Students claiming religious bias urge further investigation
Four siblings aggrieved over handling of complaints about NUI Galway
The four siblings from Castlebar, Co Mayo, were unsuccessful in complaints heard by the Workplace Relations Commission
The siblings claim that the Galway university’s authorities had “ignored or dismissed” their concerns about “bullying, harassment and intimidation”.
Meanwhile, they maintain there were shortcomings in the WRC investigation, and that the adjudication officer was not eligible to handle their complaints.
Dismissing this, the WRC said it “affirms that all adjudication officers in its service have extensive experience in employment law, equality law, industrial relations and trade disputes and have also received training from the WRC in handling disputes/complaints”.
The four siblings had been active members of two college groups, the Christian Union and Life societies, which promoted “teachings of Christianity” and “sanctity of human life”.
They have claimed that society posters, including posters opposing abortion and opposed to same-sex marriage, were “ripped down” and they were harassed and intimidated. They said they submitted “numerous complaints” to the college authorities, dating back to March 2013.
The siblings say they were told on November 10th, 2014 that they were “disbarred” from membership of all college societies on grounds that they had improperly used €325 from the Christian Union society account to print flyers.
Postgraduate student Isaac Burke, who is a Hardiman scholar undertaking a PhD in mathematics at NUIG, says that the flyers related to the Christian Union society’s opposition to a campaign to boycott Israeli goods, which was voted through by NUIG students.
He says that there was no misappropriation of funds, and has questioned why the college has not investigated other societies in relation to receipted expenses.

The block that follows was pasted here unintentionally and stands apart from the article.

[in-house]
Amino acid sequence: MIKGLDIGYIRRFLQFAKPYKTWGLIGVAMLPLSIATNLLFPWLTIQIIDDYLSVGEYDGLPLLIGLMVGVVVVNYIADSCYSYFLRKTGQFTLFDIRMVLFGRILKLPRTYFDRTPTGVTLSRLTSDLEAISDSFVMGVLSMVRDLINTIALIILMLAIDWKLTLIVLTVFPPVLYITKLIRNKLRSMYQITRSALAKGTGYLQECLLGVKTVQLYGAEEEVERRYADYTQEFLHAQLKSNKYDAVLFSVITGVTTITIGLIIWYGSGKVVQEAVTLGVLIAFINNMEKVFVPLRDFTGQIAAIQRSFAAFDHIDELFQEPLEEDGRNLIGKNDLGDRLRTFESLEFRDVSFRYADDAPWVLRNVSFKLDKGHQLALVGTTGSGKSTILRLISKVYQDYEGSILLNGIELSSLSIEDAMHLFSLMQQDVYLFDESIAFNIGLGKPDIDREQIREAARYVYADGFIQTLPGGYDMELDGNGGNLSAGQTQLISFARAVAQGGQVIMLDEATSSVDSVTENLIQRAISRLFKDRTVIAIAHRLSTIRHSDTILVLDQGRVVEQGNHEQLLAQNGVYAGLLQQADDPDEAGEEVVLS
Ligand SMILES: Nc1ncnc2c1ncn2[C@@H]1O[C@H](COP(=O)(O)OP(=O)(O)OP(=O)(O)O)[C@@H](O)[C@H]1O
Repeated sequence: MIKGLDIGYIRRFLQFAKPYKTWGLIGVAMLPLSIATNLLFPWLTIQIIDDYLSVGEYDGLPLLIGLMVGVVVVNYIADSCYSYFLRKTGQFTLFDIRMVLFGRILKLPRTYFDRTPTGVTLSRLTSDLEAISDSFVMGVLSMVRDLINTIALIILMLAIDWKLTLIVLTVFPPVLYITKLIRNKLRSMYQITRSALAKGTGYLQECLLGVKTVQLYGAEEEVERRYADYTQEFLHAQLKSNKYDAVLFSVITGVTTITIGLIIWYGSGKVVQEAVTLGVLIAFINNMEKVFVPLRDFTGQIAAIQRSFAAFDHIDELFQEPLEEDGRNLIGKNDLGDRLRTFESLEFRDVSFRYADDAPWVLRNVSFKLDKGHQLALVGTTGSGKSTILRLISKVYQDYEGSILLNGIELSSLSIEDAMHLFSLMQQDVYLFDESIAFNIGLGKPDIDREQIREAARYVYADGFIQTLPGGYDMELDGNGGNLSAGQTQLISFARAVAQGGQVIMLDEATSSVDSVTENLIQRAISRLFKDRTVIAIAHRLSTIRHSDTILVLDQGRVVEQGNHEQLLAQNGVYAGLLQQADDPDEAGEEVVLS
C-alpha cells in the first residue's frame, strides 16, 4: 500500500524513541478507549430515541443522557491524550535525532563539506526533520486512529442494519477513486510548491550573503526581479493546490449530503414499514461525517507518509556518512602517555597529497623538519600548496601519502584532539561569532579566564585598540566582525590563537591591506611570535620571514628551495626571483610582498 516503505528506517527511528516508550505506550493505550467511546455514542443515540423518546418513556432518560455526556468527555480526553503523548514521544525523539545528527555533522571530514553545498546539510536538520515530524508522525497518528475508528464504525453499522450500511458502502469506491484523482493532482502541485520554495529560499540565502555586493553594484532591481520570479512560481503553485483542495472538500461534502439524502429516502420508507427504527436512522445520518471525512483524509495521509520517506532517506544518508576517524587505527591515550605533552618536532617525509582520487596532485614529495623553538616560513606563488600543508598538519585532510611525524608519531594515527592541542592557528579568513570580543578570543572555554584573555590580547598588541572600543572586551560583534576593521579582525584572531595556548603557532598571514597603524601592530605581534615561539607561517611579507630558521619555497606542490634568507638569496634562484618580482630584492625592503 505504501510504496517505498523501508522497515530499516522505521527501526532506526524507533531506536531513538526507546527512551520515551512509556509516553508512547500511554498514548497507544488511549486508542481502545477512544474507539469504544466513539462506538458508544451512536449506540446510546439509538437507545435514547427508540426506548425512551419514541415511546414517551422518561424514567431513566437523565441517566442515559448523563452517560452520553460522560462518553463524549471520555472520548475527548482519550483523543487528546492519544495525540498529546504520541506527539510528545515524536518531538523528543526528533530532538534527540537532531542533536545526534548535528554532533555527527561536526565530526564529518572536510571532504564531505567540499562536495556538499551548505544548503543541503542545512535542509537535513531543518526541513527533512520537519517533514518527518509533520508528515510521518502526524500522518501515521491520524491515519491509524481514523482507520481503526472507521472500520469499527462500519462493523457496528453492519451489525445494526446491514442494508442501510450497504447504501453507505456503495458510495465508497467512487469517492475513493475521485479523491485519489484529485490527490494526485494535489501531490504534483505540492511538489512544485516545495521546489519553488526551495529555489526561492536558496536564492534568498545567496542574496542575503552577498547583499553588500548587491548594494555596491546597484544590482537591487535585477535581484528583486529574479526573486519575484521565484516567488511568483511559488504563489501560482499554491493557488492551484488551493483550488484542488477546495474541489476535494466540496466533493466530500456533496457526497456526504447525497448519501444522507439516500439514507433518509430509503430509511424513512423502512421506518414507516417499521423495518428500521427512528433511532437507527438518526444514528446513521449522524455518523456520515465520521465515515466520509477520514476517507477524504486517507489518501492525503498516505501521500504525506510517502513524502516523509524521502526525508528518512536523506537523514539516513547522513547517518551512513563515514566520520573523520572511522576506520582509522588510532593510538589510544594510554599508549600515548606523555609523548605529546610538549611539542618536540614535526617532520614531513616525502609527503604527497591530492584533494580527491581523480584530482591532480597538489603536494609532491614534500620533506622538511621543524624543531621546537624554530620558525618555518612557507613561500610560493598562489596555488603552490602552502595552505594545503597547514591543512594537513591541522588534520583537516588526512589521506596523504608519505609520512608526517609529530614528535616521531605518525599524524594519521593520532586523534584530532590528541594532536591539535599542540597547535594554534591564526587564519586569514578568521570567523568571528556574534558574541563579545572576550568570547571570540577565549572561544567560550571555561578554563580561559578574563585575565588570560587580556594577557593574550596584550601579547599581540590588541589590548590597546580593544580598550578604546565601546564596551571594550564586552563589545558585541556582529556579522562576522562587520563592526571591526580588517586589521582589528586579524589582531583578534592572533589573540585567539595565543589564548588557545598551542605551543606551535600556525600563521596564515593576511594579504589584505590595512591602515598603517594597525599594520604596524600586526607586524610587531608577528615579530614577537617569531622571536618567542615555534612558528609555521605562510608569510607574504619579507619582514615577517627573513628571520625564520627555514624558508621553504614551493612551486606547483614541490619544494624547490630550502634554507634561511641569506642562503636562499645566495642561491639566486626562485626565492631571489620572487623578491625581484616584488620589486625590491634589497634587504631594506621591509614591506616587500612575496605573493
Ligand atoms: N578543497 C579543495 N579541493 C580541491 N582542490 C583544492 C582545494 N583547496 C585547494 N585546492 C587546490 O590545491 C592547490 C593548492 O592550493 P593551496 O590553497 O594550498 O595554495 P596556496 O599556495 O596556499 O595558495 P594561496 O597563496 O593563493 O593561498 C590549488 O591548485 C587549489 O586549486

The four students initiated Equality Tribunal proceedings against NUIG in late 2014, claiming that it had discriminated against them on the ground of their religion contrary to the Equal Status Acts. The case was referred to the WRC, and an investigation opened in late October 2016, with six hearings in total.
However, the students say that they were not happy with certain aspects of the investigation and wrote to the WRC and to the then Tánaiste and Minister for Jobs, Enterprise and Innovation, Frances Fitzgerald TD, in June 2017, claiming that there were significant procedural and legal shortcomings, and that the adjudication officer was not “legally eligible” to investigate their complaints.
In November 2017, the WRC issued its ruling in which it found that 18 of 27 complaints submitted did not occur within statutory time limits. Other complaints were dismissed as the adjudicating officer found that a prima facie case of discrimination, harassment and/or victimisation on grounds of religion under the Equal Status Acts had not been established.
Mr Burke said that he and his siblings still felt very aggrieved over the NUIG handling of their situation, including the 2014 ban, and were concerned about the manner in which the WRC subsequently handled their complaints.
He and his siblings have asked the Joint Oireachtas Committee on Justice and Equality to investigate their issues. A committee spokesman confirmed a submission had been received this week.
Two of the four siblings are still attending NUIG, undertaking postgraduate studies, while two have graduated and are in Dublin.
NUIG said the matter had been adjudicated on by the WRC and a decision had been made in its favour, disposing of all claims of discrimination. The WRC said it does not comment on individual cases.